Physical Therapy PT

| 3 November 2020

The data in this blog is for general informational purposes only and information presented was accurate as of the publication date.

Ready for Your First Clinical Rotation? 8 Tips to Prepare

When your clinical rotations begin, so does one of the most exciting phases of your Doctor of Physical Therapy (DPT) program. Your rotations are a chance to bring your classroom knowledge to life, learn how clinics function, and start working with patients in a clinical setting. But the first few weeks can also be nerve-wracking, as you navigate the challenges of working with a mentor and applying new skills. Here are 8 tips on how to work with your clinical instructor (CI) and make the most of your rotations.

  1. Reach out to your CI regarding logistics. Before your first day, ask your clinical instructor about logistics such as parking, dress code, and what your schedule will look like. How many clients will you be seeing per day? What is their age range, and what are some typical diagnoses? Will you be working on an interprofessional team of therapists? Does the clinic emphasize any specific techniques or skills? This information will give you an idea of what to expect and will help you narrow your focus as you move to the next step.
  2. Brush up on the basics. Hit the books the week before you start, reviewing diagnoses, basic exam techniques, and therapeutic interventions. Practice hands-on skills like vitals, reflexes, goniometer measurements, and common tests. You’ll go into your first day with more confidence. You’ll also avoid needing to review basic skills with your CI, freeing up time to discuss advanced theories and techniques.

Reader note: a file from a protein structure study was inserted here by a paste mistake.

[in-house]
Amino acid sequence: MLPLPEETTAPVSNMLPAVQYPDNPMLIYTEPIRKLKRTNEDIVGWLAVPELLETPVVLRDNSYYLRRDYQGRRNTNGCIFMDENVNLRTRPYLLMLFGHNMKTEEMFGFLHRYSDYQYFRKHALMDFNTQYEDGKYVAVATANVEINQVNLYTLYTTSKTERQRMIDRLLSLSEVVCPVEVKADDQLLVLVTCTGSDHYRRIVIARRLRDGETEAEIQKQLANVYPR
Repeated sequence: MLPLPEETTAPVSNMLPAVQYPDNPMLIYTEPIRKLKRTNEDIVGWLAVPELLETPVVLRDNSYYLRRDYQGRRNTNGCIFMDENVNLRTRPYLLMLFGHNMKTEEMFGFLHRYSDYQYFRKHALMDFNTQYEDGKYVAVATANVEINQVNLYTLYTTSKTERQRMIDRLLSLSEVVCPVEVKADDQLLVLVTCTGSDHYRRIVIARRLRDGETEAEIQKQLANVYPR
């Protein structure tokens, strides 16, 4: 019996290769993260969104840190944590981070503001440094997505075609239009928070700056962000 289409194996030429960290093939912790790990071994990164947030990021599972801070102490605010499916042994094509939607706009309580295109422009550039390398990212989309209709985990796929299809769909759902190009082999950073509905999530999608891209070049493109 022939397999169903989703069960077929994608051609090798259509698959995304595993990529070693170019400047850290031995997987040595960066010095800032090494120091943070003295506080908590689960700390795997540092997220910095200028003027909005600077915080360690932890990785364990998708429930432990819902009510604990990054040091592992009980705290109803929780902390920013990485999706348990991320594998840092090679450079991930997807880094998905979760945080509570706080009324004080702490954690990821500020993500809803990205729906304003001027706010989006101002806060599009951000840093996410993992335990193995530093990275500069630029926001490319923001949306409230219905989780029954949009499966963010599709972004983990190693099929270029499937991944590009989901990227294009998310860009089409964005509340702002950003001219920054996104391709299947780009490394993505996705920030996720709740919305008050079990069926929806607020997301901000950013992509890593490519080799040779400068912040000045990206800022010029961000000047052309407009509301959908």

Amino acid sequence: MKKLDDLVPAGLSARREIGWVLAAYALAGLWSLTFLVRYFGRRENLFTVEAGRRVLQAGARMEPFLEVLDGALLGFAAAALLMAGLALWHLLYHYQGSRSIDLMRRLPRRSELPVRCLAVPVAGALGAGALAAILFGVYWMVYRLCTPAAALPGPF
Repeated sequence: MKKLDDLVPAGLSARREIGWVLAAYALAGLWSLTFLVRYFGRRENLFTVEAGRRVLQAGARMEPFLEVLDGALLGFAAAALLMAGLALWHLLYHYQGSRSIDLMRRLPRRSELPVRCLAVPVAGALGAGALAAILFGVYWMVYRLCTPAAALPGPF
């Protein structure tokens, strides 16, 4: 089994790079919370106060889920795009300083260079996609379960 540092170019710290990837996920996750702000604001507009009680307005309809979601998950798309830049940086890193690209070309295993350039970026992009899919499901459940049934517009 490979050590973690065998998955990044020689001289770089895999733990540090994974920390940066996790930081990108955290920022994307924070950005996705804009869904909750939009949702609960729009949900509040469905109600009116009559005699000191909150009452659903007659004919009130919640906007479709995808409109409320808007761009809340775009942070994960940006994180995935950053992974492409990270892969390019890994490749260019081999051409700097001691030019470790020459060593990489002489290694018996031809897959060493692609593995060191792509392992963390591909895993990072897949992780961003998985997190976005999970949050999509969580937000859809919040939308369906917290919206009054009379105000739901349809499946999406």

3. Communicate with your CI now and throughout the experience. Early on, have a conversation with your CI about your goals for this clinical experience and your CI’s expectations for your learning and performance. Do some self-reflection on your own learning style and communicate about this with your CI. Also ask your CI what their learning and teaching style is, and discuss how you both can adjust for differences. Check in often about your performance (see #7 below) and keep the channels of communication open throughout the experience. Also find out how the patient documentation process works at this clinic. Ask if you can receive handouts that explain what’s needed and why.
  1. Have confidence in your abilities. You’ve already learned a lot in your physical therapy courses and labs, and you’re more prepared than you may realize. Even if you’re nervous, try to project an appropriate level of confidence, since this is reassuring to patients.
  2. But don’t overcompensate. If your go-to feeling is confidence even in new situations, that’s great—but make sure you know what you’re doing when you’re treating patients. If a situation arises that you aren’t sure about, it’s better to hang back and follow the advice in Tip 6.